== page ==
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White Sox Thu Feb 16 2012

Coming & Going: White Sox Right Fielders

It's been a tumultuous offseason for the local nines, with the Cubs and White Sox both saying goodbye to big names who played big roles in recent years. Let's get you up to speed before spring training arrives. (Part of a series.)


Goodbye: Carlos Quentin
Last season: .254 BA, 24 HR, 77 RBI, .838 OPS (.340 OBP, .499 SLG)

Hello: Dayan Viciedo
Last season: .255 BA, 1 HR, 6 RBI, .641 OPS (.327 OBP, .314 SLG)

What Happened?

With several other key members of the team gone, the White Sox traded right fielder Carlos Quentin to San Diego in exchange for two prospects on New Year's Eve. They also added a fourth outfielder who could spell youngster Dayan Viciedo if needed, signing former Cub Kosuke Fukudome to a one-year deal.

How Will the White Sox Miss Quentin?

Flashback to 2008. Quentin finished with a breakout career year - 36 home runs (second in the American League), 100 RBI, and a .965 OPS. Plus, he only turned 26 during the season. The sky looked to be the limit for him.

Since then? Not as wonderful. That's not to say he's been bad, not by any means. But he has only averaged 24 home runs, 73 RBI and a .815 OPS from 2009 to 2011. While's he had a 4.6 WAR for 2008 (placing him in near-elite status), he suffered from plantar fasciitis and had a wasted 2009 and a decent 2010 (conventional stats say he was good, Sabermetric stats said he was below average), but regained form and was an all-star for 2011.

Obviously, Chicago will miss a player who was good for at least 20 home runs, 20 doubles and 80 RBI. But the Sox found themselves at the crossroads with Quentin for four reasons.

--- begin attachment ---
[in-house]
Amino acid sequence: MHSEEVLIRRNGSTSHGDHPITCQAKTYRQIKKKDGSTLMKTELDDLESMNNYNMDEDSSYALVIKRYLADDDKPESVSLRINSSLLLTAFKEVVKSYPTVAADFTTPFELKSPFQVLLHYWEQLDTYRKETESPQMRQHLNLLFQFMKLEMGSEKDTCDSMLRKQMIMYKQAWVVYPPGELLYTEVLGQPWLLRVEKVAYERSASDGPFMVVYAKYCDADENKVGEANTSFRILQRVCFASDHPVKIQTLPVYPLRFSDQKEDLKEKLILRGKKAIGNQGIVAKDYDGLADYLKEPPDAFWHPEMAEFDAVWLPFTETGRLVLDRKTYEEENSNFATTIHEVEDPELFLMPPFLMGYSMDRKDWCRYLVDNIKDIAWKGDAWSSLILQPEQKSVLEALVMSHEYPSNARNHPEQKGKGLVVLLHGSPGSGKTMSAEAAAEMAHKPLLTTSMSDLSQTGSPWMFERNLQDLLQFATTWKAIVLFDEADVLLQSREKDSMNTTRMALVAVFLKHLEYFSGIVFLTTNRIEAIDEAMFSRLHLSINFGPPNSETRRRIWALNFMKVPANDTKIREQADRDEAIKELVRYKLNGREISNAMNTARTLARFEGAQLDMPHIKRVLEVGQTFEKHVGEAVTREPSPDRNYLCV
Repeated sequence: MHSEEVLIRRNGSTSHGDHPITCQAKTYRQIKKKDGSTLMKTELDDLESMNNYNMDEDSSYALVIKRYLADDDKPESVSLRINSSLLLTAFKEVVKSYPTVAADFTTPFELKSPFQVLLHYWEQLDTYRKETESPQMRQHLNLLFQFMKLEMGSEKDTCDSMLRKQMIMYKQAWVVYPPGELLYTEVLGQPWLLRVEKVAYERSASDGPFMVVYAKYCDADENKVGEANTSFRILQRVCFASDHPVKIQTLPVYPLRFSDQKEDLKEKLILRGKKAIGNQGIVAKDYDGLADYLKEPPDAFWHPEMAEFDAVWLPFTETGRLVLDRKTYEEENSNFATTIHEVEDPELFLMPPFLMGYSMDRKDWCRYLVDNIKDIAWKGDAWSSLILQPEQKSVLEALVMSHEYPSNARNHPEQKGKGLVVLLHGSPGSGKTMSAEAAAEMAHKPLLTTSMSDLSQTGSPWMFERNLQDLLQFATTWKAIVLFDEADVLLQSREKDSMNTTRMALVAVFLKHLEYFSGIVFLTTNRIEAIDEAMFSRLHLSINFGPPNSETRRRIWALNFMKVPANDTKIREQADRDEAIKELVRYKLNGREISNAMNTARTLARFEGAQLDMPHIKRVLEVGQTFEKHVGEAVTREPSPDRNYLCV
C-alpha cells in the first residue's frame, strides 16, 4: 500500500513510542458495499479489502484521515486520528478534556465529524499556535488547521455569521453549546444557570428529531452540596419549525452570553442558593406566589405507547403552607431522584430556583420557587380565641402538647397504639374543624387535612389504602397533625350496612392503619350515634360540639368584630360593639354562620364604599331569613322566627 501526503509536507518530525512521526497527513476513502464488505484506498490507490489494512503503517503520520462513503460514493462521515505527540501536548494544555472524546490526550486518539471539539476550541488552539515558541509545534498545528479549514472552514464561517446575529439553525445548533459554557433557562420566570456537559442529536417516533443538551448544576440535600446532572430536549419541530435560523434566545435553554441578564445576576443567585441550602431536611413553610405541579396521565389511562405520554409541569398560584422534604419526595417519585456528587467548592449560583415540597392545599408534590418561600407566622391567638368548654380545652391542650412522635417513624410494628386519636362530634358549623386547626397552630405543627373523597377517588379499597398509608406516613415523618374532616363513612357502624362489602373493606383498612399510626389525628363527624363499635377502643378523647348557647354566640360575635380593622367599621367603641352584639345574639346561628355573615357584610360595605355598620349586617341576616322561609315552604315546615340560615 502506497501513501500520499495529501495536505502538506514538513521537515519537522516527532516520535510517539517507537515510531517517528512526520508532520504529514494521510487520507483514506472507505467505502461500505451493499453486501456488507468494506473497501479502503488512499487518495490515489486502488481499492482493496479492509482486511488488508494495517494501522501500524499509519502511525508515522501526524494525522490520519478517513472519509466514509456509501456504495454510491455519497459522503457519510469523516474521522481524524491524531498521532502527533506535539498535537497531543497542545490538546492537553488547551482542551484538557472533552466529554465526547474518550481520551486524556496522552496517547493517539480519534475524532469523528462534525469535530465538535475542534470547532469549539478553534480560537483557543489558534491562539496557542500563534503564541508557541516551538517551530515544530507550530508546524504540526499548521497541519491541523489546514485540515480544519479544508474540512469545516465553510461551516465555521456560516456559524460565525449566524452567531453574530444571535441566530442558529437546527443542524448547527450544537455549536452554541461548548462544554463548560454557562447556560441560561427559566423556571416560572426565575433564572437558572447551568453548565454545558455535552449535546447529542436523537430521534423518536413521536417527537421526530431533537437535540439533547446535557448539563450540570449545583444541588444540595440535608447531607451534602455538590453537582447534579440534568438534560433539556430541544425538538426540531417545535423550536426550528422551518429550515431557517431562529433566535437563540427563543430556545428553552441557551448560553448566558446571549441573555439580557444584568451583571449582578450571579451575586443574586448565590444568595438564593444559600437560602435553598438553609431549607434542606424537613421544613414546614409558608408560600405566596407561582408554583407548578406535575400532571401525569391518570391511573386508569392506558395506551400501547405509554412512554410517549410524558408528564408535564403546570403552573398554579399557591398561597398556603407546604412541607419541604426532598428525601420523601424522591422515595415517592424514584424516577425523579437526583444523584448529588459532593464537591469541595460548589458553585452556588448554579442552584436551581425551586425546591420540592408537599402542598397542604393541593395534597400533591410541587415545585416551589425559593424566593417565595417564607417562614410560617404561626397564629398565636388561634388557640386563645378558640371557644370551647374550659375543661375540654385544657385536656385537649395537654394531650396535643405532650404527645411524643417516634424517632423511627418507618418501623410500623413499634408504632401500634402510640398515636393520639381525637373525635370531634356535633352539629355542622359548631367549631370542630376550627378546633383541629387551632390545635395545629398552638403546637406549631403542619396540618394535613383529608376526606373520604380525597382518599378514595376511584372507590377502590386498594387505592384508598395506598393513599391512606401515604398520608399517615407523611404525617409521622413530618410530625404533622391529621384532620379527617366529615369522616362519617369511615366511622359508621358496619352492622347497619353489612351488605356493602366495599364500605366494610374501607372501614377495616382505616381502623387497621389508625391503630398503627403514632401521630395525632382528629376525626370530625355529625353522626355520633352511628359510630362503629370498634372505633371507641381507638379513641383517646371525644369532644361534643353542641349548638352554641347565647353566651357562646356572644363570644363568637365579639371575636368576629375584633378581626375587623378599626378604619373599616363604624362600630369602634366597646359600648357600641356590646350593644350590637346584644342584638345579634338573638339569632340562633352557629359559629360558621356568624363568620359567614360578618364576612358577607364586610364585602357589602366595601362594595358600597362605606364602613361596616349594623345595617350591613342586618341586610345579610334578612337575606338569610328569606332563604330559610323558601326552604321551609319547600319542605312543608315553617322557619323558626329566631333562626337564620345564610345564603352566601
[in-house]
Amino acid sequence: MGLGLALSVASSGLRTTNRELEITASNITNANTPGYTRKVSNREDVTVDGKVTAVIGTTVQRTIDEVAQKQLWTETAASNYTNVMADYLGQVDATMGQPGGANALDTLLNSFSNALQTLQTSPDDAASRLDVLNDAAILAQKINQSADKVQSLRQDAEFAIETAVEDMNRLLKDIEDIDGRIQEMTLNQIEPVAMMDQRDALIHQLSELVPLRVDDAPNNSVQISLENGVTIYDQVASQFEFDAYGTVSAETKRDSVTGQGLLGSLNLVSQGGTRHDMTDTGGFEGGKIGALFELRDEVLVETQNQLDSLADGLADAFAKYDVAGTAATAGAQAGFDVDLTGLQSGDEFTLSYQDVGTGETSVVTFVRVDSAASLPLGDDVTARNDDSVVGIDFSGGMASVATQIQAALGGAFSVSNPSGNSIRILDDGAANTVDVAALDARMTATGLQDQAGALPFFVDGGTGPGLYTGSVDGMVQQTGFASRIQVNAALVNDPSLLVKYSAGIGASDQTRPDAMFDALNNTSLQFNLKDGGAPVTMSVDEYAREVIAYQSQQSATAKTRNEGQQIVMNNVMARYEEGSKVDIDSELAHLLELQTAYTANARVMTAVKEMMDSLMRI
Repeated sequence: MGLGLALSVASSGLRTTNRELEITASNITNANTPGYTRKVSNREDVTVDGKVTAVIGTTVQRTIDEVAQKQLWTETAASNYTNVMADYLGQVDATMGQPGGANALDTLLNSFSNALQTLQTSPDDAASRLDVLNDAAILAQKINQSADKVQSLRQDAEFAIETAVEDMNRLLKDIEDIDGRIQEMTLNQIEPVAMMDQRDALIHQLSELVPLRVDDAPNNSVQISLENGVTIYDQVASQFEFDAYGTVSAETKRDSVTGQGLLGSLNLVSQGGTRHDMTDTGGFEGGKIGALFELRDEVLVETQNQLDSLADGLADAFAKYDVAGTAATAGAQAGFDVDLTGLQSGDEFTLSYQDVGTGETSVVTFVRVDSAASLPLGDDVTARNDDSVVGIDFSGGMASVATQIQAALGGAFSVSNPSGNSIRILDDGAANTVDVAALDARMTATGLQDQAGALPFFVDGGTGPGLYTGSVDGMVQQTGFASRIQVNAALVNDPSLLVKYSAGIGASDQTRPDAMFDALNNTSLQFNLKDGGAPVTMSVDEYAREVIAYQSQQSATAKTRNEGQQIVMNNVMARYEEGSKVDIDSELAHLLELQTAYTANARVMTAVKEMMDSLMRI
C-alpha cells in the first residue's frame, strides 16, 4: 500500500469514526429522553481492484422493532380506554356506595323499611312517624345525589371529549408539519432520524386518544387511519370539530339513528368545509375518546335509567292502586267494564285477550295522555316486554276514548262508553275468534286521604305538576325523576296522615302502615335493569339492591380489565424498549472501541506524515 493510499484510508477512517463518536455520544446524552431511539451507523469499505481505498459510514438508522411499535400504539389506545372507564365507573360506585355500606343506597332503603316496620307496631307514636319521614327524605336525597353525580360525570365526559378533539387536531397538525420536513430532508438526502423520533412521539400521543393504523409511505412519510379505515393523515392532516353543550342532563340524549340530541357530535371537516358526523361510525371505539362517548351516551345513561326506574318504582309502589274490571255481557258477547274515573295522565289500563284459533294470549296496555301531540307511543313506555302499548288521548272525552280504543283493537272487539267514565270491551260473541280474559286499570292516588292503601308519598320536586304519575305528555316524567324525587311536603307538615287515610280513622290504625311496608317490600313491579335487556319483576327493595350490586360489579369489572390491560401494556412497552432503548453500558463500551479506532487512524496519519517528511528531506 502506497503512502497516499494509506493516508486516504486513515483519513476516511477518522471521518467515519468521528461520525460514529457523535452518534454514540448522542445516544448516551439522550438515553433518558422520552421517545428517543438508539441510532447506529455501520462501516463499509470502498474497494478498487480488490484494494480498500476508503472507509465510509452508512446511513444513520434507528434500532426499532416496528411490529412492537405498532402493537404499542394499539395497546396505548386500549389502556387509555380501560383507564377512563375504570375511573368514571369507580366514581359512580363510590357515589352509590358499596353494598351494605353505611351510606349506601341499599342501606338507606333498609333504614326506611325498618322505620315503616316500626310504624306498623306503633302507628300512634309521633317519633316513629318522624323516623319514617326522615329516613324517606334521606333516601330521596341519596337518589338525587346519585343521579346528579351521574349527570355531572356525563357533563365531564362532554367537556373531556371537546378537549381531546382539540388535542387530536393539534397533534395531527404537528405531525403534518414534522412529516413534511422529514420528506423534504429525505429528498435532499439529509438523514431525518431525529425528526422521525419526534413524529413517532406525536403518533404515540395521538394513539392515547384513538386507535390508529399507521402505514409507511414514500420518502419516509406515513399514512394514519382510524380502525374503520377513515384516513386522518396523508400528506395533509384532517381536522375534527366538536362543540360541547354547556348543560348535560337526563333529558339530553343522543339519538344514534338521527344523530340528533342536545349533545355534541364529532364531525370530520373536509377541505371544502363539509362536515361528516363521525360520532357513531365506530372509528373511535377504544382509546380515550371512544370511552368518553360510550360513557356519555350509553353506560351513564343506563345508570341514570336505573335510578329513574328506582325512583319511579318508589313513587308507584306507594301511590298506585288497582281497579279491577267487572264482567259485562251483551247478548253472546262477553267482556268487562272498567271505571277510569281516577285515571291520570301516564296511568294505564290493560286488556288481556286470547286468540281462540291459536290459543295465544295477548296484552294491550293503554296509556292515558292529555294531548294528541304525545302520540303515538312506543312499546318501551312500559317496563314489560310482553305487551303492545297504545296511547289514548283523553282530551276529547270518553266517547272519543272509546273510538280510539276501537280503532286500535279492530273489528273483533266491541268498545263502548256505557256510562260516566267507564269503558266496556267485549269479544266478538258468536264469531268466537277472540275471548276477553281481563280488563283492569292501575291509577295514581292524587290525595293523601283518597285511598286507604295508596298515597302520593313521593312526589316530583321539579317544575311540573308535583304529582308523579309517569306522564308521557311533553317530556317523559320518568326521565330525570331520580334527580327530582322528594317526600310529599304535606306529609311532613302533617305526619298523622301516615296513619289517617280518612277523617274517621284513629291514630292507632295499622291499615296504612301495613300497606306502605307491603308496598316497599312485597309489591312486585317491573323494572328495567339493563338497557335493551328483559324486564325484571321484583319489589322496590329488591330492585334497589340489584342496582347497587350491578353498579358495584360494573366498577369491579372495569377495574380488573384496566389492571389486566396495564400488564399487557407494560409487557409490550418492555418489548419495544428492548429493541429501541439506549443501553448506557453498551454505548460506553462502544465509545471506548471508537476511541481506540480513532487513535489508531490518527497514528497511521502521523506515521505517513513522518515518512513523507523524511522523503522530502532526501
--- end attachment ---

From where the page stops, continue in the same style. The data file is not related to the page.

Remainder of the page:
One, the team has signaled its intentions to rebuild. Along with Quentin, pitcher Mark Buehrle, closer Sergio Santos and manager Ozzie Guillen have departed. In return? Either nothing, or prospects. They want to clean house.

Two, Quentin will make $7 million this year, and is eligible for free agency after the season. Might as well get something now (even if it is two marginal minor leaguers) than watch Quentin leave for nothing.

Three, Quentin is 29, has had problems with injuries, and could use a change of scenery. Fortunately enough, Quentin's hometown team, the Padres, acquired him, so he's in a good situation. If he has another fantastic season, so be it; he's 2000 miles away an in the National League. It shouldn't haunt the White Sox.

Four, Dayan Viciedo is waiting in the wings.

What Do Viciedo and Fukudome Bring to the Sox?

Viciedo hasn't made his mark in the majors yet (six total home runs over 67 games the last two seasons), but in the minors he has been a dynamo - 20 home runs each of the past two seasons in Triple-A, and guys making rehab starts in Charlotte have said good things about the Cuban outfielder.

The White Sox organization is expecting big things from Viciedo. "He has a bright future, there is no doubt,'' Sox hitting coach Greg Walker said in a Sun Times article. Viciedo projects to be a high .200s hitter with around 30 homers a year. He is known to crush balls out of the zone, which, not surprisingly, leads to a lot of strikeouts - 48 total in MLB, with only 11 walks. Future Sox at Chicago Now even says Viciedo could be a poor man's Vladimir Guerrero.

As for Kosuke Fukudome, the fourth outfielder slot is a good place for him. He led all right fielders last year with a 2.30 range factor (putouts and assists divided by innings played), and his batting stats were okay, nothing to get crazy over. He's a competent left-handed bat who gets on base around 35% of the time.

This was not just a low-risk signing for the Sox, but a no-risk signing. Fukudome will only be paid $500,000 this year, and although he has a $3.5 million team option for next year, the buyout will only cost the Sox another $500 K. If the 35-year old from Japan struggles or is ineffective, the Sox can cut him loose fairly easily.

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